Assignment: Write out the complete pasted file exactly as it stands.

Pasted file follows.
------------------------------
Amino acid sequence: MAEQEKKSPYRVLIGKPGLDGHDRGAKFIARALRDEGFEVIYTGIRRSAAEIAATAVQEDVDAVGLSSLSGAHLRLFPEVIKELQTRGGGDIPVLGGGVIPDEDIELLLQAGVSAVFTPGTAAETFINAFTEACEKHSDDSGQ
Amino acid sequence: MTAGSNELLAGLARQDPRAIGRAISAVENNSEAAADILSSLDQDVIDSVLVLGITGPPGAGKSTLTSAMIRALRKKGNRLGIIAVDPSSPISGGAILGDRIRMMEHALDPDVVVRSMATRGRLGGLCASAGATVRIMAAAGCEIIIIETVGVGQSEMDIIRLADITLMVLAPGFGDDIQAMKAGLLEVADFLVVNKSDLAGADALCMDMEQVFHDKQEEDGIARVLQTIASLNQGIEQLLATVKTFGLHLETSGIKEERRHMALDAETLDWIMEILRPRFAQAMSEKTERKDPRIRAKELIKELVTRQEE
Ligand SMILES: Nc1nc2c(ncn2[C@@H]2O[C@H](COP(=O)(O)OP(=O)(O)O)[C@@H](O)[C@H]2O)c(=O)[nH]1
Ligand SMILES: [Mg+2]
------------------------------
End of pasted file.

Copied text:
Amino acid sequence: MAEQEKKSPYRVLIGKPGLDGHDRGAKFIARALRDEGFEVIYTGIRRSAAEIAATAVQEDVDAVGLSSLSGAHLRLFPEVIKELQTRGGGDIPVLGGGVIPDEDIELLLQAGVSAVFTPGTAAETFINAFTEACEKHSDDSGQ
Amino acid sequence: MTAGSNELLAGLARQDPRAIGRAISAVENNSEAAADILSSLDQDVIDSVLVLGITGPPGAGKSTLTSAMIRALRKKGNRLGIIAVDPSSPISGGAILGDRIRMMEHALDPDVVVRSMATRGRLGGLCASAGATVRIMAAAGCEIIIIETVGVGQSEMDIIRLADITLMVLAPGFGDDIQAMKAGLLEVADFLVVNKSDLAGADALCMDMEQVFHDKQEEDGIARVLQTIASLNQGIEQLLATVKTFGLHLETSGIKEERRHMALDAETLDWIMEILRPRFAQAMSEKTERKDPRIRAKELIKELVTRQEE
Ligand SMILES: Nc1nc2c(ncn2[C@@H]2O[C@H](COP(=O)(O)OP(=O)(O)O)[C@@H](O)[C@H]2O)c(=O)[nH]1
Ligand SMILES: [Mg+2]